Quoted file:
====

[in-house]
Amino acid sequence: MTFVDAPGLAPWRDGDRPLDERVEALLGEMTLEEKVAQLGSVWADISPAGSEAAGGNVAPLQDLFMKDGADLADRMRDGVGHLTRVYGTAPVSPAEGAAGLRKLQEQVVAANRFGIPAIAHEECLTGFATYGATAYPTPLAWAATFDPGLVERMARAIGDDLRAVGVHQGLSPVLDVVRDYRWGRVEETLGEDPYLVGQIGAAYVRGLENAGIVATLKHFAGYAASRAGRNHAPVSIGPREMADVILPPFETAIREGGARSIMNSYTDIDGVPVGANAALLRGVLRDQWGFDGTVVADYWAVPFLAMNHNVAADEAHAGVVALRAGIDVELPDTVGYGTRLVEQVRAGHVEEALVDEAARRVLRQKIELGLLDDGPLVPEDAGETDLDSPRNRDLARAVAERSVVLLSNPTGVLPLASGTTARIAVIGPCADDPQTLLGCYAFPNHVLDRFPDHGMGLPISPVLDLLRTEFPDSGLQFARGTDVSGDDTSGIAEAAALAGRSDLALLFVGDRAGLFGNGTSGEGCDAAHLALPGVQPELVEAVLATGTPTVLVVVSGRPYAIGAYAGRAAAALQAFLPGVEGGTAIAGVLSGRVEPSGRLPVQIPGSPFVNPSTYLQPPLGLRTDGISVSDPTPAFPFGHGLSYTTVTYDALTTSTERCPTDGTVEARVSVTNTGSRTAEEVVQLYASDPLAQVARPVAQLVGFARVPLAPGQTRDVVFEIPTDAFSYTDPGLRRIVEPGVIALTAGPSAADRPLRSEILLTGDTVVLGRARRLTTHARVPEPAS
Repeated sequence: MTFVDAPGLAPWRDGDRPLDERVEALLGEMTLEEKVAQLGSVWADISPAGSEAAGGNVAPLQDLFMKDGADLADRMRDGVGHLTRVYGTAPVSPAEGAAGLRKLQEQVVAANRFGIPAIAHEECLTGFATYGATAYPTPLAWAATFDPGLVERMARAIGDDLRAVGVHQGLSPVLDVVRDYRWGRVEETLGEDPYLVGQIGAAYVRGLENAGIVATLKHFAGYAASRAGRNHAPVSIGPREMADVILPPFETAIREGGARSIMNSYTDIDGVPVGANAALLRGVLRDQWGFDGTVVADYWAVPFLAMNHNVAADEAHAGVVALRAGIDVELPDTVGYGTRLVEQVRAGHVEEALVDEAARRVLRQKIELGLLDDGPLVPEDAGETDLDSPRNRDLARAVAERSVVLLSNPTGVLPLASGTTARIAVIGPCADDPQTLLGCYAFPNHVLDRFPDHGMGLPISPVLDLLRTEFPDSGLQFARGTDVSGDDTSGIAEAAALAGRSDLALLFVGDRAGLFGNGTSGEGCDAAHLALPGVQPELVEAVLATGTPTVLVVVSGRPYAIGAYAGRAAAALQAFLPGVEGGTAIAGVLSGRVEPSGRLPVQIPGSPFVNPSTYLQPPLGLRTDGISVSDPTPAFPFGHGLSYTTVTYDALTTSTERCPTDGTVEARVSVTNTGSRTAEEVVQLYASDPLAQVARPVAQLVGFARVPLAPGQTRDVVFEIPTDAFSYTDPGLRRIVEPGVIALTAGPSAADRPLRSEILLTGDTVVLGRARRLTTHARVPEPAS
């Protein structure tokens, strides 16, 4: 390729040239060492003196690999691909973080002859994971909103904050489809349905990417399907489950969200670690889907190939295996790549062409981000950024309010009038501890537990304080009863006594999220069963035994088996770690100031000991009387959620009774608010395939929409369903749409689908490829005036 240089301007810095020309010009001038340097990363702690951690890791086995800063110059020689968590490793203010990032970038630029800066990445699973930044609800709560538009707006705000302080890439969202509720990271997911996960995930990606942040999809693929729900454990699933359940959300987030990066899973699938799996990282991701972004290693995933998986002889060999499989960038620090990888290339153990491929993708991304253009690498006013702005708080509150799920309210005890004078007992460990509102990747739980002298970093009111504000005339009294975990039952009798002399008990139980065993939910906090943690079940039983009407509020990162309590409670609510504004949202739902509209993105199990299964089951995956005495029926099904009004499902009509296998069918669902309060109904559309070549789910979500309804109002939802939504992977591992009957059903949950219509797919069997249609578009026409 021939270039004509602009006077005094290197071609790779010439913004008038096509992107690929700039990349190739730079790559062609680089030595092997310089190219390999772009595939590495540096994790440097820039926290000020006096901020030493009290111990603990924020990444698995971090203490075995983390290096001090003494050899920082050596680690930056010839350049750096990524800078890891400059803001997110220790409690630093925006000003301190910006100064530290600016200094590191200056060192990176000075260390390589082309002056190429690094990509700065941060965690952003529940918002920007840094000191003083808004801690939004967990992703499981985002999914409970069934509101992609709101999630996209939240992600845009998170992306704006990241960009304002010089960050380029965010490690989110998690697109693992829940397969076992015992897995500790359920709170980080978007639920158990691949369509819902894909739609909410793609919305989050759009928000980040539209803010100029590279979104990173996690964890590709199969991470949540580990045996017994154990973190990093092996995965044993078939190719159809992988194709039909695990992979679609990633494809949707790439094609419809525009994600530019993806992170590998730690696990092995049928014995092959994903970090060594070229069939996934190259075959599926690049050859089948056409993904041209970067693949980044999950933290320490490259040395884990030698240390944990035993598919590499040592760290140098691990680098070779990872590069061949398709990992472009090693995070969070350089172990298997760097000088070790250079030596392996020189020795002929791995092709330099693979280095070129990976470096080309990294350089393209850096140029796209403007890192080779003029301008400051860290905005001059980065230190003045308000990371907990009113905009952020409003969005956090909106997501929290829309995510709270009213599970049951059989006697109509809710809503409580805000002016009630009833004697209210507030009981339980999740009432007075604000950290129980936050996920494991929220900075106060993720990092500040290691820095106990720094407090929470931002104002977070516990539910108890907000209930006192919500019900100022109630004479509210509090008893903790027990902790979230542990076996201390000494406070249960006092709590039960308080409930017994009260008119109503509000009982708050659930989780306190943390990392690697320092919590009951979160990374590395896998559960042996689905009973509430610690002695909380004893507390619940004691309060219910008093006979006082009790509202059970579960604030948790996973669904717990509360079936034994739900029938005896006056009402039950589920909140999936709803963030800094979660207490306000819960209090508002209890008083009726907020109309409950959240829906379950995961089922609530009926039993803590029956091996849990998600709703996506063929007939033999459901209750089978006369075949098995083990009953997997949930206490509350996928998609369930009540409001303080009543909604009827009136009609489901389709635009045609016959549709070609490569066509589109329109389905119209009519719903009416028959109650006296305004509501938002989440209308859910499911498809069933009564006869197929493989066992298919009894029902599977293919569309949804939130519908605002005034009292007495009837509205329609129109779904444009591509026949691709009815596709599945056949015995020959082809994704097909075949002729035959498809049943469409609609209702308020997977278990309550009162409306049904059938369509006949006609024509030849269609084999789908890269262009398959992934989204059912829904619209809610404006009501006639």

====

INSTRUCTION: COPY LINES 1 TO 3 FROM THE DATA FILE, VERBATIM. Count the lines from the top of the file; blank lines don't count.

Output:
[in-house]
Amino acid sequence: MTFVDAPGLAPWRDGDRPLDERVEALLGEMTLEEKVAQLGSVWADISPAGSEAAGGNVAPLQDLFMKDGADLADRMRDGVGHLTRVYGTAPVSPAEGAAGLRKLQEQVVAANRFGIPAIAHEECLTGFATYGATAYPTPLAWAATFDPGLVERMARAIGDDLRAVGVHQGLSPVLDVVRDYRWGRVEETLGEDPYLVGQIGAAYVRGLENAGIVATLKHFAGYAASRAGRNHAPVSIGPREMADVILPPFETAIREGGARSIMNSYTDIDGVPVGANAALLRGVLRDQWGFDGTVVADYWAVPFLAMNHNVAADEAHAGVVALRAGIDVELPDTVGYGTRLVEQVRAGHVEEALVDEAARRVLRQKIELGLLDDGPLVPEDAGETDLDSPRNRDLARAVAERSVVLLSNPTGVLPLASGTTARIAVIGPCADDPQTLLGCYAFPNHVLDRFPDHGMGLPISPVLDLLRTEFPDSGLQFARGTDVSGDDTSGIAEAAALAGRSDLALLFVGDRAGLFGNGTSGEGCDAAHLALPGVQPELVEAVLATGTPTVLVVVSGRPYAIGAYAGRAAAALQAFLPGVEGGTAIAGVLSGRVEPSGRLPVQIPGSPFVNPSTYLQPPLGLRTDGISVSDPTPAFPFGHGLSYTTVTYDALTTSTERCPTDGTVEARVSVTNTGSRTAEEVVQLYASDPLAQVARPVAQLVGFARVPLAPGQTRDVVFEIPTDAFSYTDPGLRRIVEPGVIALTAGPSAADRPLRSEILLTGDTVVLGRARRLTTHARVPEPAS
Repeated sequence: MTFVDAPGLAPWRDGDRPLDERVEALLGEMTLEEKVAQLGSVWADISPAGSEAAGGNVAPLQDLFMKDGADLADRMRDGVGHLTRVYGTAPVSPAEGAAGLRKLQEQVVAANRFGIPAIAHEECLTGFATYGATAYPTPLAWAATFDPGLVERMARAIGDDLRAVGVHQGLSPVLDVVRDYRWGRVEETLGEDPYLVGQIGAAYVRGLENAGIVATLKHFAGYAASRAGRNHAPVSIGPREMADVILPPFETAIREGGARSIMNSYTDIDGVPVGANAALLRGVLRDQWGFDGTVVADYWAVPFLAMNHNVAADEAHAGVVALRAGIDVELPDTVGYGTRLVEQVRAGHVEEALVDEAARRVLRQKIELGLLDDGPLVPEDAGETDLDSPRNRDLARAVAERSVVLLSNPTGVLPLASGTTARIAVIGPCADDPQTLLGCYAFPNHVLDRFPDHGMGLPISPVLDLLRTEFPDSGLQFARGTDVSGDDTSGIAEAAALAGRSDLALLFVGDRAGLFGNGTSGEGCDAAHLALPGVQPELVEAVLATGTPTVLVVVSGRPYAIGAYAGRAAAALQAFLPGVEGGTAIAGVLSGRVEPSGRLPVQIPGSPFVNPSTYLQPPLGLRTDGISVSDPTPAFPFGHGLSYTTVTYDALTTSTERCPTDGTVEARVSVTNTGSRTAEEVVQLYASDPLAQVARPVAQLVGFARVPLAPGQTRDVVFEIPTDAFSYTDPGLRRIVEPGVIALTAGPSAADRPLRSEILLTGDTVVLGRARRLTTHARVPEPAS